My stupidity aside, the “plot” gets kicked off in Titan land with the misadventures of Ted (Alex Loynaz), a hot-shot producer who has something of a drug problem. Pretty much a parody of cracked-out producers that only look out for themselves, Ted is at his wit’s end with actress Paloma (Miranda Rae Hart), who thinks she is hot shit. Friends with Normand, Ted goes to him to vent his troubles while also getting hooked up with some sweet, mondo shrooms.
Meanwhile, in Weirdo land, we get caught up with Daphne (Alyssa Sabo) and her struggles to rid the world of Neo-Nazis. Attending a local meeting of her Antifa group, she pretty much goes AWOL and concocts a plan to blow up the car of Derrick (Janek Ambros), a supposed Neo-Nazi that has been terrorizing her. There’s some B-plot where her colleague, Todd (Yaki Margulies), is in love with her, but it really goes nowhere.
Lastly, there is Dreamer land and we actually meet two people this time. There is aspiring actress Anna (Jessica Jade Andres) and washed-up businessman Barry Hollywood (Barry Shay). Anna is doing the rounds at her local acting class while Barry is attempting to acquire the funds to open a new business. I’m not exactly sure how the two relate, but their plans go awry and the two are stuck wondering how they can achieve their dreams.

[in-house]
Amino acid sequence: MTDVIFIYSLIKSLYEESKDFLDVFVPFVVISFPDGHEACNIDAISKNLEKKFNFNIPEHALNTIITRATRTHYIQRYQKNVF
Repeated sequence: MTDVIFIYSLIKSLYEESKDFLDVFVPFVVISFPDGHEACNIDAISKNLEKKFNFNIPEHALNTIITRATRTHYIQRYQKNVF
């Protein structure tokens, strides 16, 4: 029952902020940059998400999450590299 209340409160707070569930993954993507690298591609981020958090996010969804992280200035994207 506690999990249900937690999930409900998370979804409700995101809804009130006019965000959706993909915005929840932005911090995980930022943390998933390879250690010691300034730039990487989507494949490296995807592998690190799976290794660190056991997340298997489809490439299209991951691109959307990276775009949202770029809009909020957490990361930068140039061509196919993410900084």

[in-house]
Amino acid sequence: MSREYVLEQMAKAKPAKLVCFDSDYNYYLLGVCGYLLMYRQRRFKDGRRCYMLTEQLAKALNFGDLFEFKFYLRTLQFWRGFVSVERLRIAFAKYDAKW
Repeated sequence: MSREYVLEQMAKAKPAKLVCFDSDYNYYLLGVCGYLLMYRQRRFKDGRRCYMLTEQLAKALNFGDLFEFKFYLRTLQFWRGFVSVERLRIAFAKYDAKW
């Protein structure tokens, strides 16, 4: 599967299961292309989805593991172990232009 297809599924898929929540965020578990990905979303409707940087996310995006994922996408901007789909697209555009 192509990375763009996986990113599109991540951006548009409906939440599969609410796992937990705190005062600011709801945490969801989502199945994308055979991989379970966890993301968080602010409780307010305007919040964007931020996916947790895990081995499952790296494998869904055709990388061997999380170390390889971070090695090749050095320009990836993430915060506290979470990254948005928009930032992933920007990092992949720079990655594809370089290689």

The connective glue of these various stories is Normand, supplier of some bomb ass shrooms. Everyone eventually comes to Normand for their answers and he gives it to them in the form of mushed-up powder. I suppose you can say the moral of the story is that Hollywood turns people into junkies, but by the mid-point, I started to lose interest. It’s not that the acting or editing is bad. In fact, I liked most of the performances here and only felt a few were off due to inexperience more than direction. No, my issue is just that these disparate plotlines have the thinnest of reasons to even co-exist.
At the beginning of the movie, there is some unseen narrator that introduces himself as being from the fifth dimension, but he disappears for massive durations of time. If he were filming every character and contextualizing their struggles somehow, I feel Mondo Hollywoodland would have worked a bit better. Without his guiding voice, the film often meanders around and provides a lot of out-of-context shots that are never referenced again or inform upcoming scenes.